While staying with a friend on my recent trip to the US, I mentioned my interest in accelerating the diffusion and application of new ideas. If that sounds abstract, consider these two examples
- In 1832 London was hit by its first wave of cholera. No one knew what it was, but thousands died. In fact, Londoners had the technology to figure this out and rid themselves of this terrible epidemic – all they needed to do was to break out the microscopes to look at their water. No one did that until 1848, when Dr. John Snow took a peek and said “Hey! there is something in there!” He published his findings and no one believed him. It took decades more to get folks to see the obvious, and build the great London sewer that eradicated cholera- That happened in 1868. Slow? No, if you consider that something like this had never been done before. Yes, if you consider that the solution to the problem could have been discovered in 1832 – and thousands of lives could have been saved. BTW, the smart folks over in Hamburg apparently did not get that message, and were taken by surprise when cholera broke out there in 1893. And that is just one example. Cholera outbreaks have persisted into the 20th century where people drink the water that they also poop into. Oops!
- After Edison promoted the use of electricity to illuminate houses with his light bulb, folks went full bore to wire their houses – for lighting. It took another 15 years or so to figure out that electricity in the house could also power electric engines – like washers The idea of installing outlets seems so obvious now. So why did it take so long? There really is no acceptable reason.
This gap between discovery and application is no big deal when problems do not demand immediate solutions. It does lend credence to Noam Chomsky’s assertion that many. many more great ideas have been forgotten than ever used. At the same time, one might argue that more pressing problems need to get attention first. Fair enough. Perhaps we have limited capacity for absorbing and using new ideas that is not easily enlarged. The gap becomes a crisis when solutions are urgently needed. So the problem of the missing electrical outlets might be forgiven. Less so the failure to use a microscope to find cholera and then act on the findings while thousands died from the disease over a period of decades.
As an aside, this in turn, raises the rather fascinating question of how we decide which problems are urgent and which are not. So, we figured out how to get rid of cholera back in 1868 … and allow it to fester in Haiti today. No doubt that problems plaguing the poor get less attention than problems plaguing those with influence. A disturbing trend has been to blame the poor for those problems (like cholera), rather than try to understand the problems themselves. Hmmm … that would appear to be correctable, and yet, we do not seem to overcome this bias so easily. I wonder why not?
One more example of odd prioritization. We can build smaller and safer thorium reactors that do not rely on uranium to produce electricity, but we do not. BTW, ever wonder why it was decided many decades ago, to use uranium as the fuel of choice for nuclear energy? Consider this from Discovery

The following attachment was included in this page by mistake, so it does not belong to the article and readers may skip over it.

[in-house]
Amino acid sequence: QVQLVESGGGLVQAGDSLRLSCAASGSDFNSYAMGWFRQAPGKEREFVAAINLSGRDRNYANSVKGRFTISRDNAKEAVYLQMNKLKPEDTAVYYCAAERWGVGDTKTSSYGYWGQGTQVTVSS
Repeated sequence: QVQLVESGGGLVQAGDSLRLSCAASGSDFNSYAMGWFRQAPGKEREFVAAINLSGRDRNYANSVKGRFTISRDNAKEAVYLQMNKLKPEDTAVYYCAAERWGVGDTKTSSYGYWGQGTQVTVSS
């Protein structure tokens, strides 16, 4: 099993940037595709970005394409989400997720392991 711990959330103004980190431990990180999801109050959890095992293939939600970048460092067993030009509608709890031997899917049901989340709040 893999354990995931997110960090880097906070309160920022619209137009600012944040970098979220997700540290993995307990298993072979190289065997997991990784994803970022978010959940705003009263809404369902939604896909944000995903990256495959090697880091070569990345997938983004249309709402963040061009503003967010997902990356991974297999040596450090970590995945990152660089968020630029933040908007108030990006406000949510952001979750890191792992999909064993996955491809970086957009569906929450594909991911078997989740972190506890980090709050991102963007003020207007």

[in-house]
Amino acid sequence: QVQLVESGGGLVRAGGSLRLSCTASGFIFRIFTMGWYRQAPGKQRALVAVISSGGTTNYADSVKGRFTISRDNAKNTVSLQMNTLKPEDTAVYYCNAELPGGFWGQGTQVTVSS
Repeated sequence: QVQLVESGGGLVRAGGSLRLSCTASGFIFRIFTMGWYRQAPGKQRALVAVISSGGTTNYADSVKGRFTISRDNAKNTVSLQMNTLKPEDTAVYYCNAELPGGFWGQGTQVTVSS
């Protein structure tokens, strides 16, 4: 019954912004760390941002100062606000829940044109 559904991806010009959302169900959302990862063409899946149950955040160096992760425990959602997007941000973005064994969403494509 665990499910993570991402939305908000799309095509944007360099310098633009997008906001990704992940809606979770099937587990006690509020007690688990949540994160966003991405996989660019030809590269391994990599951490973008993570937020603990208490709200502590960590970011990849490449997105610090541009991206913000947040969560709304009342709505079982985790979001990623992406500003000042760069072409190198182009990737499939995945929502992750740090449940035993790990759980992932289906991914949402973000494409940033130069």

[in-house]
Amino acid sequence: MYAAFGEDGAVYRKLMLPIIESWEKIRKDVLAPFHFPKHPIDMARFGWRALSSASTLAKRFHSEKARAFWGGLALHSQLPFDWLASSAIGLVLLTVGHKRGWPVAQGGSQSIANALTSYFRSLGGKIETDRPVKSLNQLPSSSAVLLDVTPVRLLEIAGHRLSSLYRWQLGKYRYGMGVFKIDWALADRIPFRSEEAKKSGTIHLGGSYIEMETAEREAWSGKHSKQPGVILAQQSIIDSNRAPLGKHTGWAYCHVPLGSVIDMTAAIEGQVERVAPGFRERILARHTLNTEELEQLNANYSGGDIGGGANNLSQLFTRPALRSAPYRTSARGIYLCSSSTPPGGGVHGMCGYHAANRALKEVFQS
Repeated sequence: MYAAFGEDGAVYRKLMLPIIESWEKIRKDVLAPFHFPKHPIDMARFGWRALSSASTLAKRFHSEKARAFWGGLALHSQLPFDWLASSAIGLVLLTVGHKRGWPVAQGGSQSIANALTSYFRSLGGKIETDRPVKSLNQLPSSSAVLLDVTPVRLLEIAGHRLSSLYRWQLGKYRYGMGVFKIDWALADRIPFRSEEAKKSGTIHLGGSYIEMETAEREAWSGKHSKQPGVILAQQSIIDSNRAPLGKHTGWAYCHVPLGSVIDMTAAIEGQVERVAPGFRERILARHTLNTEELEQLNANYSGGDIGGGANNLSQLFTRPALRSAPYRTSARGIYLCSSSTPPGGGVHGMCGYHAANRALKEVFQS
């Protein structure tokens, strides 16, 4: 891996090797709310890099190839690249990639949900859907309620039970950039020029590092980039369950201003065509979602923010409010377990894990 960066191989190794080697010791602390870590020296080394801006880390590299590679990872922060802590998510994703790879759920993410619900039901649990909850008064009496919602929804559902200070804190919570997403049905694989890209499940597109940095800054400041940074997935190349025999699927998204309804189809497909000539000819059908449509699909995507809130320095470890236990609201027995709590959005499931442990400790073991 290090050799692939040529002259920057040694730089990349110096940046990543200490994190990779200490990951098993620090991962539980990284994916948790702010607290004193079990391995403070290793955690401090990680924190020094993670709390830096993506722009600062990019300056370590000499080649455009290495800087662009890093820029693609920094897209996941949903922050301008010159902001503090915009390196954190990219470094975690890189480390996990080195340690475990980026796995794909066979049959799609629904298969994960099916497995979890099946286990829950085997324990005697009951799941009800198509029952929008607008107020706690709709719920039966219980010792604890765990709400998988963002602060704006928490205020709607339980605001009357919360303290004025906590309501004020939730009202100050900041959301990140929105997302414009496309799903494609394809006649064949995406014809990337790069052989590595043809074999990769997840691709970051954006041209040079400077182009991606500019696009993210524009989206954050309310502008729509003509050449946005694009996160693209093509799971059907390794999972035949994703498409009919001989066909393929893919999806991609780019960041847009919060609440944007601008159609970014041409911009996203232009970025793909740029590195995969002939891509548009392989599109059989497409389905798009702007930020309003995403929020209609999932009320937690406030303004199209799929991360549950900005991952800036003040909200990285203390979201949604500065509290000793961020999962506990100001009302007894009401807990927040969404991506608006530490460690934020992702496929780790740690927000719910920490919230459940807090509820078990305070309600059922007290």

… the real reason we use uranium over thorium is a result of wartime politics. Cold War-era governments (including ours) backed uranium-based reactors because they produced plutonium — handy for making nuclear weapons.
My point is not to criticize that decision, but to point out that a political decision was made about how to apply knowledge that we are still stuck with, even if there are better ways to doing the same thing. And while there is little doubt that we have a critical problem of generating more power with less risk, we blithely use inferior technology to do it.
Some will argue that we do not because it is relatively expensive to convert naturally occurring thorium into fuel. Aha!There is an odd parallel here to the early days in the 20th century. Back then, it was rather expensive to convert oil into gasoline, which is why kerosene was the fuel of choice for powering transportation.
That takes me back to my trip. As you may recall, this post started off with reference to a conversation. In that chat, my friend listened to my ideas and lent me a book called “Ideas for Rent”. It is the story of a company called UOP. The first part of the book is about how UOP fought to get market share for its refining process for turning oil into gasoline. UOP had a superior process, and its CEO, Hiram Halle, made the right, and visionary call, that in order to get its product to market faster, UOP would license it rather than try to build its own refineries. BTW, this is just a tiny sliver of the adventure that Halle et al found themselves in as they fought to survive and eventually triumph.
Here is the interesting thing. The other suppliers of competing technologies fought tooth and nail to continue to sell their obviously inferior products. And it took decades of brawling to sort this out. You have to admire the tenacity of Hiram Halle and his team to prevail. At the same time, you have to wonder about the system that made it so expensive, difficult, risky and time consuming just to prove a basic fact about which innovation worked better in such an important emerging market.
Are we better at this now? I wonder.
What do you think?
Follow Up – There is a similar gap that one often finds between the time a revolutionary product or service is offered and the time it starts to dominate the market. Folks do not always shift their behavior patterns quickly, even if something new is better. Fred Wilson writes about this with respect to music streaming. He thought streaming was the way to go twenty years ago, and it is just now starting to dominate the market.